That is all coming out now, and the positioning of donors with regards to CAADP process needs to be clarified more. And it is only then that we can look at the types of financial instruments and the types of programmes that we need to be able to support that process. There is a move toward thinking more in terms of a thematic focus than an institutional focus. The first multi-donor trust fund was based upon institutions and aimed toward building capacities of institutions. Now that in most institutions, CAADP has become an integral part of their normal functioning and their normal institutional setup, you are moving into more results-oriented work. That is a bit of the thinking going on now, with regards to how the donors position themselves. I do think there is still a lot to be done in terms of donor coordination. And this “Catching the Picture” exercise is a good first step because it shows to some extent how unco-ordinated we are at the moment.

Pascal Corbé (Secretariat): The stock taking exercise had also found that more than 50% of the aid flows are actually bilateral. Do you see that coming, that there is more coordination around the bilateral funding flows?

Monique Calon: I don’t think that bilateral necessarily means that it’s not co-ordinated. It simply means that there is a flow of funding that goes directly from a donor to a particular agency. It’s more a question together with the agency and the donor group – checking to see whether these funding flows are actually well aligned with the CAADP results framework, with the CAADP processes and that there is regular dialogue on this. That level of organisation has not been achieved yet. We need to build up that dialogue: “Where are we going?” “How far are we?” “Where are the gaps in the system?” And then we can see which funding modality would be the most appropriate. Let’s face it, donors have their own policy agendas, so they might make particular choices that do tie in with CAADP processes that are definitely coordinated with other donors, but use the bilateral funding channel. It is a question of coordination more than creating a basket fund.

Pascal Corbé (Secretariat): Now that the MDTF has not been renewed for the time being, African institutions are obviously quite worried that the capacities they have slowly built up cannot be retained. Are there any mechanisms in sight to replace the functions of the MDTF?

Monique Calon: For the time being, we are discussing what the timeframe would be for certain institutions to make sure they have the necessary resources to continue the process at their levels. We had a discussion, for example, with COMESA, and they said that they are now in the process of putting the CAADP unit into their core institutions. That may take half a year or a certain amount of time insuring that there is no gap. Some institutions, like ECOWAS, have made use of the multi-donor trust fund, because they have a certain level of domestic resources. So, it differs between each institution. I think what needs to be said as well is that through the European Commission, a lot of funds are flowing to these institutions. And the” Catching the Picture” exercise actually shows that the multi-donor trust fund is not necessarily the biggest funder of these institutions. I think we have to reposition these things in the right place and then see where the gaps are, and where we would like to provide more support.

The MDTF, which has played a very prominent role in supporting CAADP institutions, was the right answer at the time. CAADP was in a bit of a crisis and we needed to directly support the institutions. But now that we are five, six years further one, and we see a lot of progress being made, and these institutions have incorporated CAADP as their own programme, and now we have to start looking at what the roadmap of the Malabo Declaration is all about – is getting to results. So that explains partly the thematic focus that we are looking at now. So, we could be sure that farmers on the ground improve their lives.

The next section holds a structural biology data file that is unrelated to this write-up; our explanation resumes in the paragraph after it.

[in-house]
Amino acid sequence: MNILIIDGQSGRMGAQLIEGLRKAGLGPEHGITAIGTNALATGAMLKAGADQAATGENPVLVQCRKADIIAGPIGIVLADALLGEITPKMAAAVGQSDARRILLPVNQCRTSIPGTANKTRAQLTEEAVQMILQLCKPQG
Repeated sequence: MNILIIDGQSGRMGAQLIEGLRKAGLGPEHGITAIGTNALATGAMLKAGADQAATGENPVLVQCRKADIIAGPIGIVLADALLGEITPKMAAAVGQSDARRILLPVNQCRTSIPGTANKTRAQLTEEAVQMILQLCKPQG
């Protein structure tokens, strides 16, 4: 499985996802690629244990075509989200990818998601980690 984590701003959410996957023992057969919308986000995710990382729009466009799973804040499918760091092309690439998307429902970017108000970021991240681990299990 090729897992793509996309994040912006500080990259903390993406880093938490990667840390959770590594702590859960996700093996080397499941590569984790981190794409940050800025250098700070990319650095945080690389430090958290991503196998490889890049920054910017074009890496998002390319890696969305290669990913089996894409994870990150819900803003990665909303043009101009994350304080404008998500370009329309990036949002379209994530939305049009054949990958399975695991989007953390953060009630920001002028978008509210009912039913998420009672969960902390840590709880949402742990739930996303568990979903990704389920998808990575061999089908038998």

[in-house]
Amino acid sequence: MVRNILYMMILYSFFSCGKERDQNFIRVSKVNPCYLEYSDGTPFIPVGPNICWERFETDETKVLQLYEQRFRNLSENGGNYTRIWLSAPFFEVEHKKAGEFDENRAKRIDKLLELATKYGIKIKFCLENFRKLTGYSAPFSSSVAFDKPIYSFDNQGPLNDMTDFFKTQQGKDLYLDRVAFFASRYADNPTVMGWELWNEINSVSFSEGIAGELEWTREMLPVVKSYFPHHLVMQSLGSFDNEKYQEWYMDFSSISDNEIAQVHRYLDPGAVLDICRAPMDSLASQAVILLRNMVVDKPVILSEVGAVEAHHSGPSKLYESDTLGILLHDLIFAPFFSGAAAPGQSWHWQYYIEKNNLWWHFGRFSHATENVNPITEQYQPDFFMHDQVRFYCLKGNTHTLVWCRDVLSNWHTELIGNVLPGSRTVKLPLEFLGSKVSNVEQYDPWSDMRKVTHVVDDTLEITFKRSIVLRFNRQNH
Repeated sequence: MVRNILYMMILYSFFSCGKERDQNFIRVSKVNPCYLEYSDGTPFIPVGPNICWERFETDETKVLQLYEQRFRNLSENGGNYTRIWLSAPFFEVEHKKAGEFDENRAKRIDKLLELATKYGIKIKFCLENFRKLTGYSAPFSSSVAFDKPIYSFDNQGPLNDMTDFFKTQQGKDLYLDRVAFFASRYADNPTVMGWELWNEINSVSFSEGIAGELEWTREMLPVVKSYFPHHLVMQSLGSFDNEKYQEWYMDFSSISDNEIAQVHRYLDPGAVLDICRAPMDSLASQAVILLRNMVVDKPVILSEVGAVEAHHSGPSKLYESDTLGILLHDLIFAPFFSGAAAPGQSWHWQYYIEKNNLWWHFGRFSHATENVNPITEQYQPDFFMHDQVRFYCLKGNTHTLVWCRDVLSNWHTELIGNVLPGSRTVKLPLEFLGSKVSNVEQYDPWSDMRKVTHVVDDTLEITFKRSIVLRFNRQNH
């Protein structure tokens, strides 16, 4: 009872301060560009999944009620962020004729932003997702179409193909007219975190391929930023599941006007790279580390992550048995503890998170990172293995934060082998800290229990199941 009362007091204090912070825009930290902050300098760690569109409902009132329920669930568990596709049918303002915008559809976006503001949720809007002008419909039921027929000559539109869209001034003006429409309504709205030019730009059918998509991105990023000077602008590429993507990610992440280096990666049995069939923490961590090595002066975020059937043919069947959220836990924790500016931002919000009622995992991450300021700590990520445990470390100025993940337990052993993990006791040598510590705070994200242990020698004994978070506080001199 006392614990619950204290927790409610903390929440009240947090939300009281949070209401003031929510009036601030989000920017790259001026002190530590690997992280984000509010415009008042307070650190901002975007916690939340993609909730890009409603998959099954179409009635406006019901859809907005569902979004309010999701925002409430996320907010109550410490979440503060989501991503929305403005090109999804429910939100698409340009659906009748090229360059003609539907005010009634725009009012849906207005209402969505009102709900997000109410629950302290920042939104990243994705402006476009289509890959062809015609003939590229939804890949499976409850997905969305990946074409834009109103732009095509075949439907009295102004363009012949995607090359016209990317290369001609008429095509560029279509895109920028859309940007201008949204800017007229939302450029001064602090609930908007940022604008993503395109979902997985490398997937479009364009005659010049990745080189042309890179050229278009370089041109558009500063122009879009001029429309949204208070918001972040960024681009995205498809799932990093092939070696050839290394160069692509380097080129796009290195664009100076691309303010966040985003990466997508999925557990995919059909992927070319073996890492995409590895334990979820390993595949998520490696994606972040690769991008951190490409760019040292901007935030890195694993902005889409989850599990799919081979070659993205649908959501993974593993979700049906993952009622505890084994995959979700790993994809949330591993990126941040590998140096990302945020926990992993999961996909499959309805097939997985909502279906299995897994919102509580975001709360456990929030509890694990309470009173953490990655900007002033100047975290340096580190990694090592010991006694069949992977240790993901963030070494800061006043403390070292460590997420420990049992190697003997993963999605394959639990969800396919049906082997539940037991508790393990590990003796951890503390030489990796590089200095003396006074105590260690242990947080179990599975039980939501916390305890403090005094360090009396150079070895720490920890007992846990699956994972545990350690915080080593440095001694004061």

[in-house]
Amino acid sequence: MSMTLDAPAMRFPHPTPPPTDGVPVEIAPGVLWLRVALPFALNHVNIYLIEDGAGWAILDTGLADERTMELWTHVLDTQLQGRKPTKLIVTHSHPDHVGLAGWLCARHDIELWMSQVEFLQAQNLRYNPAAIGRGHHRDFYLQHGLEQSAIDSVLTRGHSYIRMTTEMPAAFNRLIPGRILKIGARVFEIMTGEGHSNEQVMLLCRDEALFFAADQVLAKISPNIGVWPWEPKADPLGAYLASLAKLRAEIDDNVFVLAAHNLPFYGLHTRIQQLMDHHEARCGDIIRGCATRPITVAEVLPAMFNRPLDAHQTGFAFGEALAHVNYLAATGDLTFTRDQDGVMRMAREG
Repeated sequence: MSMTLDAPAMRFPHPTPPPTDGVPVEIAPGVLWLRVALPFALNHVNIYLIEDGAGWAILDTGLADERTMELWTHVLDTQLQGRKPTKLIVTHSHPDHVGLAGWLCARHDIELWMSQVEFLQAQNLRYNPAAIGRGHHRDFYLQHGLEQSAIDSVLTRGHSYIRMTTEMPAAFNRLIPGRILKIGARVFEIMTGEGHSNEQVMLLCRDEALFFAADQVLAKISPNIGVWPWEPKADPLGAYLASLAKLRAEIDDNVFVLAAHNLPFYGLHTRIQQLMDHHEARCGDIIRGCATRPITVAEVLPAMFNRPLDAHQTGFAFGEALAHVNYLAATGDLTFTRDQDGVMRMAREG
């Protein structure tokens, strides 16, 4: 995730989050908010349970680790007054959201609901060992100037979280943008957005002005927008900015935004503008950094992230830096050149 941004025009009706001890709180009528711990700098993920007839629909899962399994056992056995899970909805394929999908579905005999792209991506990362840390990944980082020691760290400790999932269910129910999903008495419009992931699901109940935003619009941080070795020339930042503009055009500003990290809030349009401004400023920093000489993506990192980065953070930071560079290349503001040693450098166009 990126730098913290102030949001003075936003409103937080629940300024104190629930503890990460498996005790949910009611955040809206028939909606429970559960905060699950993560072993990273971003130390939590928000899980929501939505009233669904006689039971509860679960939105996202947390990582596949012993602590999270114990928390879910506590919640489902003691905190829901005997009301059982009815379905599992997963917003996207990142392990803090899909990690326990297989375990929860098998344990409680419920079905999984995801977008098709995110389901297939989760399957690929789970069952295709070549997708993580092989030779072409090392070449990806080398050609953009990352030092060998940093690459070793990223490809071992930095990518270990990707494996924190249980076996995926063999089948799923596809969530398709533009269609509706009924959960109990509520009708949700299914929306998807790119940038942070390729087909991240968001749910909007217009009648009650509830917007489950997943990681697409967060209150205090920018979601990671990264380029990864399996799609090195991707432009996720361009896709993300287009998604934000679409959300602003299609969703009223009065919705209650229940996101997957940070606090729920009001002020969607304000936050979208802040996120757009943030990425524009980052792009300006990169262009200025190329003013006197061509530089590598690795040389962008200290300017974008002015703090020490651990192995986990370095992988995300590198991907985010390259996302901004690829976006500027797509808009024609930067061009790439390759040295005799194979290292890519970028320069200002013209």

Pascal Corbé (Secretariat): So there were no specific requests for filling some particular funding gaps?

Monique Calon: At least not as far as I know. But we are exploring it and we haven’t finished the discussions. During the partnership platform meeting you only get to a certain point. And European donors will be having a meeting later in May to further discuss how we make sure we align and understand each other’s positions. And better understanding these funding flows.

Pascal Corbé (Secretariat): Wouldn’t it be better to co-ordinate early on before everything is set into plans? Do you know of anything on the horizon that somebody is attempting to change that?

Monique Calon: Obviously, the one thing that is on the horizon is the implementation of the Malabo roadmap. That is the focus at the moment, and that is where we will be checking our existing initiatives against that roadmap. And we will be looking at where the gaps are. And what does the African Union and what do the Heads of State want that we are not engaged in, and should we engage?

For example, one of the most important conclusions from the Malabo Declaration was that the African Heads of State agreed to try to triple the volume of interregional trade within the next ten years. We think that makes a lot of sense. I’m just selecting one that we are particularly interested in.

We are reviewing our existing programmes to see what we are doing now at the moment to support this. And, we are trying to develop a new collaborative effort with a number of other donors in West Africa to say “How can we build up programmes together, with ECOWAS and WAMU, to support that ambition?” It’s a combination of a thematic focus, looking at what we are doing at the moment and looking what we want to do more or better.

Pascal Corbé (Secretariat): Thank you very much.